The gambits of Moscow and Beijing

Mikhail Karpov,
Ph.D., Associate Professor,
School of Asian Studies, Faculty of World Economy and International Affairs,
Russian National Research University Higher School of Economics, Moscow,

After invasion in Ukraine, Western sanctions and self-proclaimed “Turn to the East” Russia slowly but surely looks more and more intertwined with China. There is indeed much evidence of this. Joint military exercises, plans to broaden strategic security cooperation, new powerful gas pipeline just put into service, intentions to build more pipelines in the future, certain growth, albeit shaky, in bilateral trade volume – only 20 % in 5 years with considerable ups and downs, reaching at last $ 108 billion in 2018.

To this should be added what looks like intensive diplomacy, regular summits fueled by arguably warm rapport between top leaders, establishment of several joint commissions and funds, much talk on mutual geopolitical supportiveness (SCO, BRICS) with tangible anti-Western connotation: both Russia and China are apparently under Western pressure of sanctions and looming “trade war” respectively.

Still, however, there is no clear qualitative breakthrough to close alliance or to mutual strategic economic and security penetration. China remained aloof of Russian generous offer to own control stakes in several strategic energy assets in 2015 with Chinese overall accumulated investment into Russia remaining only $ 3.3 billion in 2019. In 2018 alone China withdrew from Russia $ 900. High executives of one of the biggest Russian bank consortiums VTB even accused China of following US policy of financial sanctions against Moscow. Russian export to China grew only 0.9% in the first three quarters of 2019. The task to reach strategic target of $ 200 billion was officially postponed till 2024.

Moscow is apparently wary of Beijing’s ambitious “One Belt One Road” initiative, stating imperative to “interface” it with Russian “Eurasian Economic Union”, without, however, much intelligible mechanisms and “road maps” to do so. Beijing is hesitant, at best, to support Moscow’s view on Crimea and, in broader sense, on Ukraine. Chinese side expressed “understanding” of Russian “motivation” in the conflict, at the same time invariably calling for “peaceful solution” and “upholding of Ukrainian territorial integrity”. Moreover, at least from the mid-2018, several Chinese open sources began to frankly doubt long-term sustainability of Moscow’s domestic and foreign policy and even resilience of Russian top political leadership.

So, what is it all about? In my view, it is all about Moscow’s and Beijing’s gambits, which do partly coincide but simultaneously push Russia and China away in several other respects.

Moscow’s gambit seems to be raising the stakes in the chaos of suspended solution to the crisis in Eastern Ukraine, Western sanctions, EU latent crisis and looming US-China trade war. If this is a “strategy”, then it is that of no clear goal, but survival of domestic political setting by means of perpetuating, whenever possible, Global “Brownian motion”. This “strategy” is viewed by Moscow as “best fit” for the current. So far, no better is needed.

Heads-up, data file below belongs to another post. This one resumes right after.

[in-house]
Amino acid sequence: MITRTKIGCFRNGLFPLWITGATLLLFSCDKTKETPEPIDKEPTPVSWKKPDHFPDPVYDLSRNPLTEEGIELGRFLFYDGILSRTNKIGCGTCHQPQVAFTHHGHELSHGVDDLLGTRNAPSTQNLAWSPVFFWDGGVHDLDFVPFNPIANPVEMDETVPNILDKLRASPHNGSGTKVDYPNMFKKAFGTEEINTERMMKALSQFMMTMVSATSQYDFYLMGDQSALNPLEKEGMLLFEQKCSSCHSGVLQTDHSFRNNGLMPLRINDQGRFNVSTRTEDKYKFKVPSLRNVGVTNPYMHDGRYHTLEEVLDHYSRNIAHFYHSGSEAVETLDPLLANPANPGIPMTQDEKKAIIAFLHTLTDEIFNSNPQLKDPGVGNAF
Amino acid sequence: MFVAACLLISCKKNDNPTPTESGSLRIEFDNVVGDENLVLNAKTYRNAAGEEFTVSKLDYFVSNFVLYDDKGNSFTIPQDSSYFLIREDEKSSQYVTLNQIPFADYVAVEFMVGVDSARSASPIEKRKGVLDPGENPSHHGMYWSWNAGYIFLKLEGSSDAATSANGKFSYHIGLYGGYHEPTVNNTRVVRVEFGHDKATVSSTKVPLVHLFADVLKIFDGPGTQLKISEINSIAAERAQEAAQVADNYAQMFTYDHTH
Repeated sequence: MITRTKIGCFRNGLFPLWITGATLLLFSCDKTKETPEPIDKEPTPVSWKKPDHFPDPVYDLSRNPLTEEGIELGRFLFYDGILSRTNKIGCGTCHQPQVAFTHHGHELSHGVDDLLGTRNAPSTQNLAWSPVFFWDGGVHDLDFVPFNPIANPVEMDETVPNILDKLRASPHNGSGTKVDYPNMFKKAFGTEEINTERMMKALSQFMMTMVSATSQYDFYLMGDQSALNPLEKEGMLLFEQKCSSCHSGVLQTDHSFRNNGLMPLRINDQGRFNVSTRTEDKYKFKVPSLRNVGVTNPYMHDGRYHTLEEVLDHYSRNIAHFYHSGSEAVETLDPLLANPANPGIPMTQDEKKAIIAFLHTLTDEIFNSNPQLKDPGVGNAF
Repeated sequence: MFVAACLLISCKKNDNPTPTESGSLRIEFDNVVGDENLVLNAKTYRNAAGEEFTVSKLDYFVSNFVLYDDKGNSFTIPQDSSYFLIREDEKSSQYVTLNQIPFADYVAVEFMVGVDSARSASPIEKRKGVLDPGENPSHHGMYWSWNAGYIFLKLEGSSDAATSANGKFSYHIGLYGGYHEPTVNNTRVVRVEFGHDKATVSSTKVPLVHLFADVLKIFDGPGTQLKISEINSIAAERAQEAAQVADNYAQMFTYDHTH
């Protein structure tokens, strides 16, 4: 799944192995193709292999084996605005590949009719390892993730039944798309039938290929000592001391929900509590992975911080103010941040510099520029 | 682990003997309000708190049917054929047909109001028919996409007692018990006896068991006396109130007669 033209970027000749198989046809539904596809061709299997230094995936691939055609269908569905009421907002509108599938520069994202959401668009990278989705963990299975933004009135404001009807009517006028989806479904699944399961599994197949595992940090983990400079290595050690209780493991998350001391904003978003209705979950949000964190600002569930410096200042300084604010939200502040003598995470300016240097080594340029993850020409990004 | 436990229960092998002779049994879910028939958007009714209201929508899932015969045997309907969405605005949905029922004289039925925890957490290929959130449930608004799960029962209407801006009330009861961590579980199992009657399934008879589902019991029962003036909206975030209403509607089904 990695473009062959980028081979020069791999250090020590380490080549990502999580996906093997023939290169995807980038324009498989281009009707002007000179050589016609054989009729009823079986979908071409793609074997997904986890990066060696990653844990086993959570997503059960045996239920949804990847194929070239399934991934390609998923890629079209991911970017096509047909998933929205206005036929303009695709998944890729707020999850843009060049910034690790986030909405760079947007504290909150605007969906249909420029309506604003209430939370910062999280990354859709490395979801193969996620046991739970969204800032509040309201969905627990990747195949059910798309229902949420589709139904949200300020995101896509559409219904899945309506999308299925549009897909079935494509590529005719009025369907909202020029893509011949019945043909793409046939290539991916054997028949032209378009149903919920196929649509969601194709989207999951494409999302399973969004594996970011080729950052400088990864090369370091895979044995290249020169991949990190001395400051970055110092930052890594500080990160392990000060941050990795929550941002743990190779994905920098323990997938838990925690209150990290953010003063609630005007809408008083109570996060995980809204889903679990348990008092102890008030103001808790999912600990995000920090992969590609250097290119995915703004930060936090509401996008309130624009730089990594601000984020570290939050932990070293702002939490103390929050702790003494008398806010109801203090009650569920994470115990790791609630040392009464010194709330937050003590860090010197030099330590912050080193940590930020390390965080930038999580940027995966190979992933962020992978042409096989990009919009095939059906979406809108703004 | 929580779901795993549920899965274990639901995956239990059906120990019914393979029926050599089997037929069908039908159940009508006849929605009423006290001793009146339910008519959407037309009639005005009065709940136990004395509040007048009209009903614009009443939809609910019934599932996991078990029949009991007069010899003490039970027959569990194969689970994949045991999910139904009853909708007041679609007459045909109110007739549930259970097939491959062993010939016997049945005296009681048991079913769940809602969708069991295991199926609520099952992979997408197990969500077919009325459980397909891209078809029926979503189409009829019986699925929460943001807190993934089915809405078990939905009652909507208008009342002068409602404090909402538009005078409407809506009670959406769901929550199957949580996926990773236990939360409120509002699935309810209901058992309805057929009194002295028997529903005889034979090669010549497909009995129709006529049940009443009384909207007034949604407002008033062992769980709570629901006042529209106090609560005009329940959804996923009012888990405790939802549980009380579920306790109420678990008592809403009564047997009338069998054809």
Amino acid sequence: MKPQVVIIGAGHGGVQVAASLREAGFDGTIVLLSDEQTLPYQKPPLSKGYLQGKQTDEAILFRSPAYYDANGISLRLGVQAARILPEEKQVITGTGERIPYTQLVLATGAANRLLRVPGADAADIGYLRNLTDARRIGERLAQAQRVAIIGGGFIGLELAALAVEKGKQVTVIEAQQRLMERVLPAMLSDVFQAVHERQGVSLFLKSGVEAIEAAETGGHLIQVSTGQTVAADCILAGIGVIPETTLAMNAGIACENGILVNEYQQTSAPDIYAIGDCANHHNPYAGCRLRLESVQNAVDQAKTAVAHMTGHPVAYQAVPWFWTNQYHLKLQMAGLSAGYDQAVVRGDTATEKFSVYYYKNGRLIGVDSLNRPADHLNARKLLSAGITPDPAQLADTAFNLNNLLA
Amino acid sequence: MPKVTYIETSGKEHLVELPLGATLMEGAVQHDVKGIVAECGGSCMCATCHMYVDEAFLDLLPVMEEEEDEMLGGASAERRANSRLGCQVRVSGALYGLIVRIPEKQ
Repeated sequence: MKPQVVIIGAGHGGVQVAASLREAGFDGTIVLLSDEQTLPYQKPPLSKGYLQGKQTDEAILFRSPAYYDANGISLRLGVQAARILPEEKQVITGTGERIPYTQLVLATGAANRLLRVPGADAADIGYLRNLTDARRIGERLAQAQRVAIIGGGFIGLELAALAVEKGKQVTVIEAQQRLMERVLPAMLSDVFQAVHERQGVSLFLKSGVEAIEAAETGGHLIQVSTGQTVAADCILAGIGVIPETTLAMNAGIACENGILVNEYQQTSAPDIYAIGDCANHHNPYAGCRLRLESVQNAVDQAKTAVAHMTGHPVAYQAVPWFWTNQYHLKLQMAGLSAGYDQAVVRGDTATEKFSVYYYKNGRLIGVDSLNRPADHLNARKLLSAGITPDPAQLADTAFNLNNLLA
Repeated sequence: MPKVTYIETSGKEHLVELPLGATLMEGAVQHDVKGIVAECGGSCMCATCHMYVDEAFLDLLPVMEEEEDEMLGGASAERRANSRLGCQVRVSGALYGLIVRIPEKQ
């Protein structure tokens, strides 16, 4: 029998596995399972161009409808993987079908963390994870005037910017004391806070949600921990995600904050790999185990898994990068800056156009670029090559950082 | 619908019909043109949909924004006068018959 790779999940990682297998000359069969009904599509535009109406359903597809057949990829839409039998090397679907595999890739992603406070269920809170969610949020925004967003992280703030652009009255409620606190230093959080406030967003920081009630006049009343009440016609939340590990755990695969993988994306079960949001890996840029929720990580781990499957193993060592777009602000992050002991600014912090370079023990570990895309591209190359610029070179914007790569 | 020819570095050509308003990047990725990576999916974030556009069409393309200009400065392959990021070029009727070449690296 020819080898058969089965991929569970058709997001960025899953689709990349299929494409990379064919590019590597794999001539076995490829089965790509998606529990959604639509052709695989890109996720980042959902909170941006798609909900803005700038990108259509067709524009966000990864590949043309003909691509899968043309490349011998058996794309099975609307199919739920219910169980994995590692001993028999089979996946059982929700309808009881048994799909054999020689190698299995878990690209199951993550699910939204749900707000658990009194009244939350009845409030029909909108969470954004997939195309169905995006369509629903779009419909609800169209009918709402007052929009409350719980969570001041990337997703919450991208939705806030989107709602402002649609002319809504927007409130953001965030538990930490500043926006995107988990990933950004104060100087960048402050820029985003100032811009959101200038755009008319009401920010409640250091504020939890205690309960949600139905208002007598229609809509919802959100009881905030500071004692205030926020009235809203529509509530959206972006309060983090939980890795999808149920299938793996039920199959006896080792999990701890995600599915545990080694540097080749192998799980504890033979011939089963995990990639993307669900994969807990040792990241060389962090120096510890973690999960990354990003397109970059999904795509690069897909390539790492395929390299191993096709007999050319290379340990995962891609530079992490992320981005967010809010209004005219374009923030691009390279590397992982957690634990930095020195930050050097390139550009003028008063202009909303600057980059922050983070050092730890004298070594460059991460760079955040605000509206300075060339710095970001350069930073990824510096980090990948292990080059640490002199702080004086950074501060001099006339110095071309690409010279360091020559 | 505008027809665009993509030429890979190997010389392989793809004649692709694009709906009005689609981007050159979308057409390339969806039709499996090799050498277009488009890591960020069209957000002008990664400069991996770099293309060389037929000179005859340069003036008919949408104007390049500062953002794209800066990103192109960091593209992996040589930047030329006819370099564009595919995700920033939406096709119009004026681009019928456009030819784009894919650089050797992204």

Regarding China, the gambit of Moscow aims at making Beijing more receptive to Russian expectations and pushing it to take more clear anti-US position, without, however, to ally with China comprehensively, since the stakes of such alliance could be unbearably high for today’s Russia. First, Moscow is not ready to be “No.2, junior”. Second, she is still striving to normalize relations with the West, but on her conditions.

At the same time, Russia tries to scare the West depicting her rapprochement with China moving fast in the direction of “alliance”, hoping, perhaps, for easing of the sanctions. West if feasibly worried, however not scared enough, hypothesizing Moscow’s unwillingness to become the “junior partner” in such “alliance”.

Beijing’s consistent strategy toward Russia since the establishment of “strategic cooperation” of the two in 1996 was, primarily, not to scare Moscow into the arms of the West. Also, however, not expecting Russia to provoke full-scale confrontation with US or EU.

China’s view of Russian foreign activity since 2014 is ambiguous. On the one hand, Beijing is, probably, applauding since Moscow “called the fire on herself”. On the other hand, Russian “calling fire” made Beijing to face the choice, it would not want to make. Moreover, recent historical empirics with unexpected collapse of the USSR and subsequent politico-economic swaying of post-Soviet Russia shaped Beijing’s deep-down view that the giant northern neighbor is hardly a reliable and potentially stable partner. Therefore, China’s gambit regarding Moscow currently is to use what Beijing can use from what Russia has to offer politically, economically or militarily, without accepting far-reaching obligations of close alliance. China is apparently not ready to pay in full for Russian external and internal unpredictability.

Pursuing these gambits may indeed bring two countries technically closer in certain important spheres. Ironically, however, playing such a “match” also may increase mutual distrust. Anyway, the forming of full-scale anti-Western alliance is, to my mind, out of question. Moreover, the endgame of the gambits may come unexpectedly with apparently sudden, but profound change in domestic and foreign policies of the “partners”. Due to deeper causes of cultural, historic and politico-economic nature I tend to view Russia as the most possible candidate to commence the turn.

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